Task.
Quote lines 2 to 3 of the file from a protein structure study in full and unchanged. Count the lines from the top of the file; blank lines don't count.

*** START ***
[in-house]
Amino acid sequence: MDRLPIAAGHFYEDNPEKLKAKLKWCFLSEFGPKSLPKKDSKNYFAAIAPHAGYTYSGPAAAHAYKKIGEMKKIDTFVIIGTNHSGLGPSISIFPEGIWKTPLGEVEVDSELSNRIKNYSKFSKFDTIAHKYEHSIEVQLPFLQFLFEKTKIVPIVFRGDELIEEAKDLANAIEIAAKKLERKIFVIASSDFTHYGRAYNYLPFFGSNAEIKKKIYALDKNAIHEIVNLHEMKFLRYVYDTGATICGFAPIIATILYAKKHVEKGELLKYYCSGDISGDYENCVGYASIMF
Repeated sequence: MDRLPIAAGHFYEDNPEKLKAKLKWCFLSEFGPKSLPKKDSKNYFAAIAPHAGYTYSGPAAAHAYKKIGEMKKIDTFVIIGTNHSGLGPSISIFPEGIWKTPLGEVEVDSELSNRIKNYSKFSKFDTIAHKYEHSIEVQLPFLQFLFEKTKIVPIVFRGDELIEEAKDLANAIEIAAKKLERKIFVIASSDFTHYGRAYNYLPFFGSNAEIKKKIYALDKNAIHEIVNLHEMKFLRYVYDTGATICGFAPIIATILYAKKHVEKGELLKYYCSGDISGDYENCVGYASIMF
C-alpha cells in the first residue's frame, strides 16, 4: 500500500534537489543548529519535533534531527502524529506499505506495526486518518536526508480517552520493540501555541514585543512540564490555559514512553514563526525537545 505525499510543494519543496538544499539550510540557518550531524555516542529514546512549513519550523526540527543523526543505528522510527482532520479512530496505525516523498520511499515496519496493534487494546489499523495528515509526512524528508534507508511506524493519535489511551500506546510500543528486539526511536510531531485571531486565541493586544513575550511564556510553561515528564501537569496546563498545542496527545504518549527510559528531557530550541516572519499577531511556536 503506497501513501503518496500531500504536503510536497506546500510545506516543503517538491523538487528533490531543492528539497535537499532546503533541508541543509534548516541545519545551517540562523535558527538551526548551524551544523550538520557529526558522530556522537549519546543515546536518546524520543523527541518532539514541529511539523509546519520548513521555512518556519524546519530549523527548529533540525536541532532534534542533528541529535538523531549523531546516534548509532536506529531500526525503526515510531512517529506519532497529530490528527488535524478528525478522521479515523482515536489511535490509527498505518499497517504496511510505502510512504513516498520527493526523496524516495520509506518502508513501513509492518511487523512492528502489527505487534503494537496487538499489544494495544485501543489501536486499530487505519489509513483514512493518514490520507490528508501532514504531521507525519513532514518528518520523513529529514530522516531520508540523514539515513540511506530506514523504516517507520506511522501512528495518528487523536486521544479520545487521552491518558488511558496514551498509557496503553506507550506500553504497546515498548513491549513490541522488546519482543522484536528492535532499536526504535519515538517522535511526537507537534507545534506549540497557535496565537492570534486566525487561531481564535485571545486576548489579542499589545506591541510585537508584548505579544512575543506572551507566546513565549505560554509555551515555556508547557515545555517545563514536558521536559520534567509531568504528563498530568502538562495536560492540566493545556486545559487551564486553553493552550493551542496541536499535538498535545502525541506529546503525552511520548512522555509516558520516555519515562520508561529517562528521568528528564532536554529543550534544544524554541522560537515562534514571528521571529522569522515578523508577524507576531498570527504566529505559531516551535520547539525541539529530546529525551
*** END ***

Amino acid sequence: MDRLPIAAGHFYEDNPEKLKAKLKWCFLSEFGPKSLPKKDSKNYFAAIAPHAGYTYSGPAAAHAYKKIGEMKKIDTFVIIGTNHSGLGPSISIFPEGIWKTPLGEVEVDSELSNRIKNYSKFSKFDTIAHKYEHSIEVQLPFLQFLFEKTKIVPIVFRGDELIEEAKDLANAIEIAAKKLERKIFVIASSDFTHYGRAYNYLPFFGSNAEIKKKIYALDKNAIHEIVNLHEMKFLRYVYDTGATICGFAPIIATILYAKKHVEKGELLKYYCSGDISGDYENCVGYASIMF
Repeated sequence: MDRLPIAAGHFYEDNPEKLKAKLKWCFLSEFGPKSLPKKDSKNYFAAIAPHAGYTYSGPAAAHAYKKIGEMKKIDTFVIIGTNHSGLGPSISIFPEGIWKTPLGEVEVDSELSNRIKNYSKFSKFDTIAHKYEHSIEVQLPFLQFLFEKTKIVPIVFRGDELIEEAKDLANAIEIAAKKLERKIFVIASSDFTHYGRAYNYLPFFGSNAEIKKKIYALDKNAIHEIVNLHEMKFLRYVYDTGATICGFAPIIATILYAKKHVEKGELLKYYCSGDISGDYENCVGYASIMF